The bendesky lab

Zuckerman Mind Brain Behavior Institute, E3B, Columbia University

What we do

The diversity of animal behavior is fascinating, yet we know little about how behavior evolves.
We take genetic, genomic, molecular, and neurobiological approaches to understand the mechanisms underlying the natural variation and evolution of behavior.
Our work focuses mostly on exploratory and social behaviors – like pair bonding and parental care – in Peromyscus mice, and on aggression in Siamese Fighting Fish.


Andrés Bendesky

Principal Investigator

Andrés got his MD at UNAM, Mexico, his PhD at Rockefeller University working in the lab of Cori Bargmann, and was a Helen Hay Whitney Postdoctoral Fellow at Harvard with Hopi Hoekstra and Catherine Dulac

Kerel Francis

Lab Manager

Kerel got his BS at Mercy College and a masters in neuroscience at the University of Bremen

Amy Norovich


Amy got her PhD at Columbia in the lab of Tom Jessell

Natalie Niepoth

PhD Student

Natalie got her BS at Rice and a masters in evolutionary biology at the University of Amsterdam. She's now in the E3B graduate program

Claire Everett

PhD Student

Claire got her BS at Barnard and is now in the Neurobiology and Behavior graduate program

Madison Lichak

Research Assistant

Madison got her at Barnard College and did her Honors Thesis work in the Bendesky lab

Emily Lei


Emily is a student at Barnard

Selected Publications

The genetic basis of parental care evolution in monogamous mice
Bendesky A, Young-Mi Kwon, Jean-Marc Lassance, Caitlin L Lewarch, Shenqin Yao, Brant K Peterson, Meng Xiao He, Catherine Dulac, Hopi E Hoekstra
Nature. 2017 Apr 27;544(7651):434-9.

Scientific and media coverage
News and Views: Phelps SM. Animal behaviour: How to build a better dad. Nature. 2017;544:418–419.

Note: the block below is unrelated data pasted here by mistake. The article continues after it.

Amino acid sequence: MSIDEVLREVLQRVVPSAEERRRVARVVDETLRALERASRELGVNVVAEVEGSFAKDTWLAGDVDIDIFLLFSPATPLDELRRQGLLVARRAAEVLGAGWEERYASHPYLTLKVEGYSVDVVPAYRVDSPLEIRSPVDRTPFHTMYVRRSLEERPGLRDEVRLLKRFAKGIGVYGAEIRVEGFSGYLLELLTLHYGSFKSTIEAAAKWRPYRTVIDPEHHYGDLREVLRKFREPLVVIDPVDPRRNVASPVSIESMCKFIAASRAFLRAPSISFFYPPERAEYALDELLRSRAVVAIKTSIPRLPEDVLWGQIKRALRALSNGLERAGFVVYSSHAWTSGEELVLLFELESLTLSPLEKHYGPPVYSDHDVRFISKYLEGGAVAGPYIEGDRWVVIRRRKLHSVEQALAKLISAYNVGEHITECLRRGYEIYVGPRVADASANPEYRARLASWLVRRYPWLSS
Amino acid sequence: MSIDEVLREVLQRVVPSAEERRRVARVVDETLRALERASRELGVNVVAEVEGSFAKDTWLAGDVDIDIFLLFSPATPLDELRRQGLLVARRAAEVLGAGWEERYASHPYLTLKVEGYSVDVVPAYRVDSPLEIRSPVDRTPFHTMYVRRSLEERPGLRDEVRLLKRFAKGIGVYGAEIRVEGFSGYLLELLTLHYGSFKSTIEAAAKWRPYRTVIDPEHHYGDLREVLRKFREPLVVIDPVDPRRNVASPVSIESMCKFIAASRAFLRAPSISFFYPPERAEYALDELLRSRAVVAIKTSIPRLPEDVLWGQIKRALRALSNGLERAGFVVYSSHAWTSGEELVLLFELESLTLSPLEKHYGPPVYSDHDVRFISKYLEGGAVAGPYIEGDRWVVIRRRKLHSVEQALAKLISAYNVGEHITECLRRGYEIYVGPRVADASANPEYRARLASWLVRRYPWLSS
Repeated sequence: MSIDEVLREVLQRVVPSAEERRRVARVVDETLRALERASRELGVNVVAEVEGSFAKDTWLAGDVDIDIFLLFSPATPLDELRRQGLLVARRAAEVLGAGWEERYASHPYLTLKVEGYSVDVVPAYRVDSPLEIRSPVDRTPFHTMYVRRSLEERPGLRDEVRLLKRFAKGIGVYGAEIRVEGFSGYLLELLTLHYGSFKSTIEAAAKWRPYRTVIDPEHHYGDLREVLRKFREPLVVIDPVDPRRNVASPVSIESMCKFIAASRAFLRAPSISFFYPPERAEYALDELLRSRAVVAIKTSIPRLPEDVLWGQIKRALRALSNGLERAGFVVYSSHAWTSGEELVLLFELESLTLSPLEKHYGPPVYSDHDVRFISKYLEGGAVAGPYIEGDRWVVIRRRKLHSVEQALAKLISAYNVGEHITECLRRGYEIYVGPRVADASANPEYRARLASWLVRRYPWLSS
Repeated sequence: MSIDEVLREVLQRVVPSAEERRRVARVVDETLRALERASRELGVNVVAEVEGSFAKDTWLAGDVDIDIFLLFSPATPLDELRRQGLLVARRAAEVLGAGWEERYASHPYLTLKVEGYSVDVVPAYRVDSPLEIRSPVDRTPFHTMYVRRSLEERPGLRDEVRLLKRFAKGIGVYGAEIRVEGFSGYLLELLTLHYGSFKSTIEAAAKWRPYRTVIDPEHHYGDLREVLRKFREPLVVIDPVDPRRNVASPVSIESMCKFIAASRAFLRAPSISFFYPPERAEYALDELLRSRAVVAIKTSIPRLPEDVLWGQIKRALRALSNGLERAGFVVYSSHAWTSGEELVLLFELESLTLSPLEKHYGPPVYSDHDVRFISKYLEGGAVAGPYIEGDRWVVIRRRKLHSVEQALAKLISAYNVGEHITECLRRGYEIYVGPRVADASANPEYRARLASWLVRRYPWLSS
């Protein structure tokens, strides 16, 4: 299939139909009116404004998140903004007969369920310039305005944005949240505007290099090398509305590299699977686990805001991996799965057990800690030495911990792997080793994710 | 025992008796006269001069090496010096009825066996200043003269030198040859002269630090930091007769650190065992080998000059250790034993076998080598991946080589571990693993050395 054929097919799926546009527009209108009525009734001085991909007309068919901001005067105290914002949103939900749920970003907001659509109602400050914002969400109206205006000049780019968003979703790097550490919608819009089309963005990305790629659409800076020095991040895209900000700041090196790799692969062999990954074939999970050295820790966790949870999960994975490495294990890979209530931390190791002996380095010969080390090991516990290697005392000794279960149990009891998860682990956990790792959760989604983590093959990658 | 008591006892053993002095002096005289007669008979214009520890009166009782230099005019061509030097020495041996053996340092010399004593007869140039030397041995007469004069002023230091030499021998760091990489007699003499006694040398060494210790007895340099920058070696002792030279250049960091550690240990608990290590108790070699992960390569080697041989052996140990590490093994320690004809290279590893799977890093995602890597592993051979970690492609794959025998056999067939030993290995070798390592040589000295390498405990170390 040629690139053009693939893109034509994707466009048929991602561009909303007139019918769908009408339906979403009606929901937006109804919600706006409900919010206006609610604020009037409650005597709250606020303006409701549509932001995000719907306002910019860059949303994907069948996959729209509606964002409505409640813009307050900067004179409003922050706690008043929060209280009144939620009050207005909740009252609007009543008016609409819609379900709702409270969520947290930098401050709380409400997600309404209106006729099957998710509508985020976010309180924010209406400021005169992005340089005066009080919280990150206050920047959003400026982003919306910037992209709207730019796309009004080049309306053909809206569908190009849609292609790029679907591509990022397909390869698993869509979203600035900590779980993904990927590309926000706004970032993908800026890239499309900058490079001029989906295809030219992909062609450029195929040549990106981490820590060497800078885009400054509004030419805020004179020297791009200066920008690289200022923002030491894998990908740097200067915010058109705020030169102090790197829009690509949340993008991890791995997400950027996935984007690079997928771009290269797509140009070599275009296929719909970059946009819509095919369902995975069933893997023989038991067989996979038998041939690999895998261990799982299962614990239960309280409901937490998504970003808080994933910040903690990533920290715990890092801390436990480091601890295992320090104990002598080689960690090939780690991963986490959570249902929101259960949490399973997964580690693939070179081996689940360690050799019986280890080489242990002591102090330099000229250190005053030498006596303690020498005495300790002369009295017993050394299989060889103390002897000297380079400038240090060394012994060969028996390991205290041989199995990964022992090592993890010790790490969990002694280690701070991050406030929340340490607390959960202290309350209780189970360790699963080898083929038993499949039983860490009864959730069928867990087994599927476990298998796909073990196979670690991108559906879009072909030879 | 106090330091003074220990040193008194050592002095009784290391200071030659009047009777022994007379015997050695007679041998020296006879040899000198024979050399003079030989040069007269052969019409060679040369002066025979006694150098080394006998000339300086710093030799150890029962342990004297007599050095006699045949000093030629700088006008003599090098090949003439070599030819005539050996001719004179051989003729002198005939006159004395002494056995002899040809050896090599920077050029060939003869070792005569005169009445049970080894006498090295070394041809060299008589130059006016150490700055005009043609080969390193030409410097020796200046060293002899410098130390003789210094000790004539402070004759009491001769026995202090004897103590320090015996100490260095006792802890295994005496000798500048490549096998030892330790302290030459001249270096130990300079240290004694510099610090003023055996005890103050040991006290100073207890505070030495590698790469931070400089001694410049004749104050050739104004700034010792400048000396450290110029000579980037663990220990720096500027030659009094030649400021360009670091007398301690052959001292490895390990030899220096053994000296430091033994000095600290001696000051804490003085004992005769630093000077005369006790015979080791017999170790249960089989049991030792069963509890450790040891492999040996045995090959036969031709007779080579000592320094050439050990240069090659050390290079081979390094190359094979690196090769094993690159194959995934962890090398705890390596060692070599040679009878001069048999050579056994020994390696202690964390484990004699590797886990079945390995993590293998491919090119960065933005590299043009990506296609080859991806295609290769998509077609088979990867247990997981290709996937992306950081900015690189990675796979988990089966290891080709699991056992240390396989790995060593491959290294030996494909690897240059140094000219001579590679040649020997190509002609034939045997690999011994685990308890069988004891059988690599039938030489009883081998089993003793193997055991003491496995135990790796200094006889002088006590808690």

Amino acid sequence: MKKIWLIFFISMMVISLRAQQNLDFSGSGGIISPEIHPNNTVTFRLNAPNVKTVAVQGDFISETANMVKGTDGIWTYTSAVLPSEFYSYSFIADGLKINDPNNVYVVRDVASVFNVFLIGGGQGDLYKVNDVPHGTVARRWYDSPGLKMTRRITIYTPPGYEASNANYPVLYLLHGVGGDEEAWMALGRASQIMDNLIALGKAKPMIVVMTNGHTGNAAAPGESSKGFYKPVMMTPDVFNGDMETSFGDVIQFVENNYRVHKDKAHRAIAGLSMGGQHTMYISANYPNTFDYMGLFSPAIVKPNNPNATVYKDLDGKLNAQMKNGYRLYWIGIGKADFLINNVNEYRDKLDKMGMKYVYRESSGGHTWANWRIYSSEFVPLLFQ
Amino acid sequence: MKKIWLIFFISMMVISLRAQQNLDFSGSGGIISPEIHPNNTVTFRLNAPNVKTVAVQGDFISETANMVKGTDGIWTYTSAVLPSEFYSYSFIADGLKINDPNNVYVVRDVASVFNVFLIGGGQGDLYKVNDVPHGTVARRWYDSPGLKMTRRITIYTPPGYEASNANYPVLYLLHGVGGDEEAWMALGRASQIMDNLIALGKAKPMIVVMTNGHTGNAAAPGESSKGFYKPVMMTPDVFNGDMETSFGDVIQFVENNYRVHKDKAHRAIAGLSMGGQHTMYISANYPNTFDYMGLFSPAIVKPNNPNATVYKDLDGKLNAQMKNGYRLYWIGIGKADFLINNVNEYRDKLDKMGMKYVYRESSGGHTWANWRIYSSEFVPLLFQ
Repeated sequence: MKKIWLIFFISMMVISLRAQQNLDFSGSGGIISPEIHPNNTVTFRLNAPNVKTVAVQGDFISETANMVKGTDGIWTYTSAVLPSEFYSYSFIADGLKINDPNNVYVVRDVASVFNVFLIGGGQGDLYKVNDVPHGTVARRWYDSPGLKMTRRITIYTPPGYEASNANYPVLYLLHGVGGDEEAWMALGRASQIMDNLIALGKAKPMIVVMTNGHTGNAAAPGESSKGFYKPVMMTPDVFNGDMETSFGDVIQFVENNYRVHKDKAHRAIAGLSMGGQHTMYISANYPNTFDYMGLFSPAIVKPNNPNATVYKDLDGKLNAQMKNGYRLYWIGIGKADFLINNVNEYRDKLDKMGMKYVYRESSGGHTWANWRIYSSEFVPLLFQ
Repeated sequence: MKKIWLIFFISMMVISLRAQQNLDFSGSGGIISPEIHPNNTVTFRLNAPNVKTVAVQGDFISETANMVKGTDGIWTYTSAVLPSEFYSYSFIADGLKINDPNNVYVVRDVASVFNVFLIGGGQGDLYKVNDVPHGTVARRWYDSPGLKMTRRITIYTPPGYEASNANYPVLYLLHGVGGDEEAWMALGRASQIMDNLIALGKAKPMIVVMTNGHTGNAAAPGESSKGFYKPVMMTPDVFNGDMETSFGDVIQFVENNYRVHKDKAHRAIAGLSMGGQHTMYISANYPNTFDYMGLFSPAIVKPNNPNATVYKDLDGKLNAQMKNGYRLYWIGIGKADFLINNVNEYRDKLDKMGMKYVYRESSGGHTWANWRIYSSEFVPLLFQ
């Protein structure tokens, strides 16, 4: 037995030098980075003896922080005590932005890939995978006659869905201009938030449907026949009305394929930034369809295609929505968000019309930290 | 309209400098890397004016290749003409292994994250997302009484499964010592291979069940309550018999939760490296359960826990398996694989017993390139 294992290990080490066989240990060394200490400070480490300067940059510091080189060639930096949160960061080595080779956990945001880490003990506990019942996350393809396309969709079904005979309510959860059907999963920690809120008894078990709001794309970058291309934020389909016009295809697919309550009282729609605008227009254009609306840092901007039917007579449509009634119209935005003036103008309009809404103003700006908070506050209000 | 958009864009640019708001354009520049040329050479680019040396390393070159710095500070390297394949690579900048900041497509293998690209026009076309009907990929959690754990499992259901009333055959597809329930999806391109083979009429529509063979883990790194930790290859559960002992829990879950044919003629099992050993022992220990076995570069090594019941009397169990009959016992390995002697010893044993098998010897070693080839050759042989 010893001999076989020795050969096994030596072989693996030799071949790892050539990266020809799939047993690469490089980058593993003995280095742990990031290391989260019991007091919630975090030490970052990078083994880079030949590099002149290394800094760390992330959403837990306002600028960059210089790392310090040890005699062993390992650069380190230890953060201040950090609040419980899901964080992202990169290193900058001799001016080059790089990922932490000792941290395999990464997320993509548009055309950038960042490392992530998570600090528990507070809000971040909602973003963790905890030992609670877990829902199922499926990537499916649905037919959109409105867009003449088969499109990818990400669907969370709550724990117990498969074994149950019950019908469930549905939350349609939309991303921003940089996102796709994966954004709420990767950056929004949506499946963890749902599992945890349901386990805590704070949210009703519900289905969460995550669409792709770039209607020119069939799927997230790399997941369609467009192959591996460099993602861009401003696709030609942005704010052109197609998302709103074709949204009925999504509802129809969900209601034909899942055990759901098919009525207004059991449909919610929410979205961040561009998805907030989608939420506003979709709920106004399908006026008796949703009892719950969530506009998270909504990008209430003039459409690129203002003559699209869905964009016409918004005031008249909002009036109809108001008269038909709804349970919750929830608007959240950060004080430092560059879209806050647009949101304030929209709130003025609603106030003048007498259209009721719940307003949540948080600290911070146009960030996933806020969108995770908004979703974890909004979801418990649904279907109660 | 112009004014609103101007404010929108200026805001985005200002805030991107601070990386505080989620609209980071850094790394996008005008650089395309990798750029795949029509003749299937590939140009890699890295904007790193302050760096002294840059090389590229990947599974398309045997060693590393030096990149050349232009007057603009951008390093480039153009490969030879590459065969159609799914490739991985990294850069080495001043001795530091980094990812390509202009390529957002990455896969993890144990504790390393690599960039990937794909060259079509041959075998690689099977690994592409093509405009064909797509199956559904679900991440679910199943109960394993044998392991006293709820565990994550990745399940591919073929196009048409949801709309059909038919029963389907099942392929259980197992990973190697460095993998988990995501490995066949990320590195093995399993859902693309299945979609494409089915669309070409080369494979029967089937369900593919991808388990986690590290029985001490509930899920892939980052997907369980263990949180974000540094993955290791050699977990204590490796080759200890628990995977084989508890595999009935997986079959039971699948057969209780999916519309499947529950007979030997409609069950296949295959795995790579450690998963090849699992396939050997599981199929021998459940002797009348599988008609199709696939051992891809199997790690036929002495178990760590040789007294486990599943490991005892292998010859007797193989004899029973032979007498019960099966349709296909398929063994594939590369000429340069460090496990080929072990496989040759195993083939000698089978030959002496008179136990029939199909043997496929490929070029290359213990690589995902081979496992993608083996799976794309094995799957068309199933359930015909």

Snyder-Mackler M, Tung J. Vasopressin and the Neurogenetics of Parental Care. Neuron. 2017;95:9-11
Hager R. The Genes That Make a Good Parent. Trends in Genetics. 2017. In press
Media Coverage: Carl Zimmer. Why Are Some Mice (and People) Monogamous? A Study Points to Genes. New York Times. April 19, 2017.
Andrea Marks. The Mouse Parent Trap. Scientific American. July 2017.

Long-range regulatory polymorphisms affecting a GABA receptor constitute a quantitative trait locus (QTL) for social behavior in Caenorhabditis elegans.
Bendesky A, Pitts J, Rockman MV, Chen WC, Tan MW, Kruglyak L, Bargmann CI.
PLoS Genet. 2012;8(12):e1003157.

Genetic contributions to behavioural diversity at the gene-environment interface.
Bendesky A, Bargmann CI.
Nat Rev Genet. 2011 Nov 8;12(12):809-20.

Catecholamine receptor polymorphisms affect decision-making in C. elegans.
Bendesky A, Tsunozaki M, Rockman MV, Kruglyak L, Bargmann CI.
Nature. 2011 Apr 21;472(7343):313-8.

GFP Reconstitution Across Synaptic Partners (GRASP) defines cell contacts and synapses in living nervous systems.
Feinberg EH, Vanhoven MK, Bendesky A, Wang G, Fetter RD, Shen K, Bargmann CI.
Neuron. 2008 Feb 7;57(3):353-63.


February 19: Andrés is named a 2019 Sloan Research Fellow in Neuroscience. News here

January: Amy is selected as a Junior Fellow of the Simons Society of Fellows


August 20: Claire (NB&B) joins the lab

May 15: Andrés is awarded a Klingenstein-Simons Fellowship Award in Neuroscience

April 4: Andrés is named a Searle Scholar. News here

March 19: Amy starts her postdoc in the lab


September 1: Natalie (E3B) starts her PhD in the lab

August 1: Lab opens


Andrés Bendesky
Jerome L. Greene Science Center
Columbia University
3227 Broadway, Room L3.051
New York, NY 10027